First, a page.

The first month of the 2018 season has been notable mostly for the high number of postponements, and we’re barely halfway through April. That sense of early fatigue probably informs this recent comment from Cubs All-Star first baseman Anthony Rizzo. Here’s what he recently said during an appearances on Chicago’s ESPN 1000: 

“I think we play too much baseball. Yes, guys are going to take pay cuts. But are we playing this game for the money or do we love this game? I know it’s both, but in the long run it will make everything better.”

Since 1962, each league has played a 162-game schedule. Prior to that, it was 154 games for many decades. So the 162-game schedule is a modern phenomenon. Throw in the expanded playoffs and spring training, and you’ve got eight months of baseball for teams that reach the World Series. While this spring’s frigid conditions look like an aberration, late March and the early weeks of April rarely provide optimal baseball conditions. That’s probably at the heart of Rizzo’s complaints. 

Obviously, players who, unlikely Rizzo, have not yet landed that life-changing payday may be loath to give back salary in exchange for a shorter schedule. As well, media contracts constitute a huge share of MLB’s revenues, and those stakeholders almost certainly aren’t going to be open to broadcasting fewer games unless it means they get some of their money back. MLB, in turn, isn’t going to want to cede any revenues.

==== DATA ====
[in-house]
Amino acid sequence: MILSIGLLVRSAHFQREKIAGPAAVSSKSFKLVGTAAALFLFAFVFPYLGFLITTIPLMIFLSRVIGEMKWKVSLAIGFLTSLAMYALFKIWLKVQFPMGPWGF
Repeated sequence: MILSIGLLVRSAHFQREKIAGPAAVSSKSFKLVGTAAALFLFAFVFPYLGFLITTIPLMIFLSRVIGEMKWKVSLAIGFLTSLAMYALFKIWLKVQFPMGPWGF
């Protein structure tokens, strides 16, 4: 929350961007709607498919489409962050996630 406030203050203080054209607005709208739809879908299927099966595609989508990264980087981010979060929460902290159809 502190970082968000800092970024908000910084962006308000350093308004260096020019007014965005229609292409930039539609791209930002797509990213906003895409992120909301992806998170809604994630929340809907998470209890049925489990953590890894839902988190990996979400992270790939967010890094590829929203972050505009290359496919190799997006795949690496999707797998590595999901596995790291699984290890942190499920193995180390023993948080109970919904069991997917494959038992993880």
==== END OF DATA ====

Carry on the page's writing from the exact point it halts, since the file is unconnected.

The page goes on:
“I appreciate the thought, but it’s not going to work,” former Marlins president and CBS Sports analyst David Samson said in reaction to Rizzo’s comments on CBS Sports HQ. “Just like owners aren’t going to take fewer home games. We tried in the last Collective Bargaining Agreement to maybe go to 154 games, and we couldn’t find enough teams who were willing to lose four home games only.”

There’s possibly a discussion to be had about shortening the regular season in exchange for adding more playoff teams, but that’s not going to sit well with traditionalists and perhaps the players themselves. In other words, don’t expect Rizzo’s wishes to be granted any time soon. 

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